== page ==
Shakespeare Martineau has revealed its first post-merger turnover figure of £71m, down 6% on the combined figure of £75.6m for legacy Shakespeares which stood at £49m and legacy SGH Martineau which was £26.6m for the financial year 2014/15. The firm’s profit per equity partner came in at £236,000.
Speaking to Legal Business, Shakespeare Martineau chief executive Andy Raynor said that across the whole firm, everyone benefited from the merger due to the increased opportunities and breadth of service, and the drop in turnover was down to post-merger client conflicts.
‘On an annualised basis turnover would be £73m. The difference is always going to be what happens in a merger where there are limited things you can’t do simply because there are those conflicts and where you effectively exclude yourself from the marketplace. But actually in comparison with most mergers that is a really small amount.’
‘The things we have liked most in terms of our performance is the performance of the defined sectors, so rather than picking a service or a particular office, I think were we have seen the most traction is where we have got real expertise and that is in particular in investment funds, in energy, in education.’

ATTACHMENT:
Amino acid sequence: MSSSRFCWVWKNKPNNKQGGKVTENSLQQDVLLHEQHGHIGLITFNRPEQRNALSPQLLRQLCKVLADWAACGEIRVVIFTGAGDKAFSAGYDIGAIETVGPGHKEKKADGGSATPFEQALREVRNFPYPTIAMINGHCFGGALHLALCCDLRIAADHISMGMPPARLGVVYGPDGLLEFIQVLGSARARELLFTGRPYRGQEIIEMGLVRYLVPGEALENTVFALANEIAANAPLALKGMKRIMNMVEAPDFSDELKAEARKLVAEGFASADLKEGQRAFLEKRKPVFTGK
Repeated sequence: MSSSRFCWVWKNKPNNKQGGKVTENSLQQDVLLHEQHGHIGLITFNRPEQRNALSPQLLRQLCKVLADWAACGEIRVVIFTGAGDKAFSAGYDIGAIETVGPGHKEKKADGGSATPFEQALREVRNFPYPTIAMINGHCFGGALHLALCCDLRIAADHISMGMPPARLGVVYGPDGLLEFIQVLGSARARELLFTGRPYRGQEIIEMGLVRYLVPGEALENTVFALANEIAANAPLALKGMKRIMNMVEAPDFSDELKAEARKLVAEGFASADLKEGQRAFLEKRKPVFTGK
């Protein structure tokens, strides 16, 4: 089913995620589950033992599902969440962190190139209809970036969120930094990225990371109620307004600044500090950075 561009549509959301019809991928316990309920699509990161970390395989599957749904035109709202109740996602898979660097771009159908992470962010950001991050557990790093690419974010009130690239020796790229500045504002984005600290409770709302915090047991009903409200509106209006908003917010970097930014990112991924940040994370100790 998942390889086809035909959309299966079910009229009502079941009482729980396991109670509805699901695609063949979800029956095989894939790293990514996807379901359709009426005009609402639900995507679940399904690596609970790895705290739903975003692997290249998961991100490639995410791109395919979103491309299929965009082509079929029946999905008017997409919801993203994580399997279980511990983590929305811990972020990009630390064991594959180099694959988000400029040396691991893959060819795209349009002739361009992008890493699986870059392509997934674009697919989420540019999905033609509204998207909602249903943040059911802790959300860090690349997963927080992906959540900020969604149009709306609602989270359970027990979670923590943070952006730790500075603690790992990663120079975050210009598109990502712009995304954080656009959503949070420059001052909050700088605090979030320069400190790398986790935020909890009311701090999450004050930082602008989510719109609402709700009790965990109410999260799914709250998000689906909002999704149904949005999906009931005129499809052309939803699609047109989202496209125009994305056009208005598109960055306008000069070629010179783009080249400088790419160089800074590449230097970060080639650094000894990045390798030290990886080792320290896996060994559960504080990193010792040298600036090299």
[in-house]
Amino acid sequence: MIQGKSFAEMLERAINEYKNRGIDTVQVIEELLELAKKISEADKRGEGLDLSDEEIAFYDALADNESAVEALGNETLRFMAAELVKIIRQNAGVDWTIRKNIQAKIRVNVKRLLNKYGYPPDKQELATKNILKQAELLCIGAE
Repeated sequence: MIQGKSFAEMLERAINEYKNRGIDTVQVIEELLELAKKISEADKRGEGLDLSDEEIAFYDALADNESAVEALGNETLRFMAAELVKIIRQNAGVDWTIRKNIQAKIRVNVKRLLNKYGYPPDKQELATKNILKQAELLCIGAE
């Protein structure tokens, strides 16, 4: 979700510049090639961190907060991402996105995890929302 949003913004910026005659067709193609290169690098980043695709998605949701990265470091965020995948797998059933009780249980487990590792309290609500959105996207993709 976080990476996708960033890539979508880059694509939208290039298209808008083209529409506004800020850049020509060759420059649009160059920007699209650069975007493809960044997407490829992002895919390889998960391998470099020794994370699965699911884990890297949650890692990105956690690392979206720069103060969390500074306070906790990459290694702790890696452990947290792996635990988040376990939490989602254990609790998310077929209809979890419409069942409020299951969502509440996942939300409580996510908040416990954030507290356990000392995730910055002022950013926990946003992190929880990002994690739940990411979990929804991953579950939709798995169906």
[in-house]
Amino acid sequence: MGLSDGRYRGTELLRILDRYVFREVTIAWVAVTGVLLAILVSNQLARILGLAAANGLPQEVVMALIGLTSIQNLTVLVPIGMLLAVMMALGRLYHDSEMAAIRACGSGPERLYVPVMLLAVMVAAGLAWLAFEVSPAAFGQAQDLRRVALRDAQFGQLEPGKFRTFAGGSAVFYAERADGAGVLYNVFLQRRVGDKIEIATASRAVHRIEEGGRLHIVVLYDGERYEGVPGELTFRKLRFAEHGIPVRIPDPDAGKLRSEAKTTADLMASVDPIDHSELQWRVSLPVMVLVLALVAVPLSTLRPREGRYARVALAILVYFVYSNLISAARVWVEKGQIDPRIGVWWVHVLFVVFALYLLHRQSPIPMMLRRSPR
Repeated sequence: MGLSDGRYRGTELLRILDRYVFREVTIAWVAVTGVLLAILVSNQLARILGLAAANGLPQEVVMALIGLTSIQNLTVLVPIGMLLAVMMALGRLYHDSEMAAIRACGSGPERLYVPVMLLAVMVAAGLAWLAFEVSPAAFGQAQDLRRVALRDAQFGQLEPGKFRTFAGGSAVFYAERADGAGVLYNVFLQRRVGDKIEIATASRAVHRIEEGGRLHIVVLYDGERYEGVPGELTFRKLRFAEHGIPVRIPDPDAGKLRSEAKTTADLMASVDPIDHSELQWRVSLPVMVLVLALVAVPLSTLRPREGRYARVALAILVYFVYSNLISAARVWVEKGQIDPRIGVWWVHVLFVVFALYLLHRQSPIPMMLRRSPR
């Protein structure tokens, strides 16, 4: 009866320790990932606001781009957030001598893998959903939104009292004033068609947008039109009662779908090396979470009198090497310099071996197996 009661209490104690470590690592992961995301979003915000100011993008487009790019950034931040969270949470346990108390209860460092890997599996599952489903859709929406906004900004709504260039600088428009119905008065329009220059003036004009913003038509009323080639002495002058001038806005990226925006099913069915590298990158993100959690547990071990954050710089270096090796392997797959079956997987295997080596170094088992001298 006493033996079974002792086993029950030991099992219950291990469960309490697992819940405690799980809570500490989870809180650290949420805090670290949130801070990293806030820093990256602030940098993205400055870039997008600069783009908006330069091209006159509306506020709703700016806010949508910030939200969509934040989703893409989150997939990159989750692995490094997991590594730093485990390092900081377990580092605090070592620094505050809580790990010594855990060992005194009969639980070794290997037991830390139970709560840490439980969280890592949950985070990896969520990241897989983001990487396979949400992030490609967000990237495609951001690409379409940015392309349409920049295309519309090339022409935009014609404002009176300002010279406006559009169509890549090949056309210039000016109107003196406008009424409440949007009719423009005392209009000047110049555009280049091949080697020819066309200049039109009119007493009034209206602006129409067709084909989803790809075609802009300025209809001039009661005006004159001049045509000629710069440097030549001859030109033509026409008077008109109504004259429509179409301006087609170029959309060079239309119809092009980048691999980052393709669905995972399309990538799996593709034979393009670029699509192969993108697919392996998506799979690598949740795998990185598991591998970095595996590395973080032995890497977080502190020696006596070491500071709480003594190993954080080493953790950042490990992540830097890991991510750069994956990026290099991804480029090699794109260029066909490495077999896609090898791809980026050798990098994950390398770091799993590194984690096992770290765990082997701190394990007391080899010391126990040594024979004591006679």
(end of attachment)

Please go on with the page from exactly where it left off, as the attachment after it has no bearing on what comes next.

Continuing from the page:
Midland firms Shakespeares and SGH Martineau confirmed last June that they would merge to create a firm with a legal force of around 900 people. The merged firm has offices in Birmingham, Leicester, London, Milton Keynes, Nottingham, Solihull, Stratford-upon-Avon and Sheffield with one international outpost in Brussels.
In December last year, the acquisitive Shakespeare Martineau merged with London-based commercial law firm, Macrae & Co in the latest of a string of acquisitions.
In August 2012 Shakespeares notably combined with Leicester-based stalwart Harvey Ingram and in 2013 the firm acquired another Leicester practice, Marrons, as well as Coventry-based Newsome Vaughan while obtaining an alternative business licence to cater for insurance clients.
Recently-merged Weightmans revealed last week while revenue was up 7% to £95m, it failed to meet its £100m revenue target despite the combination.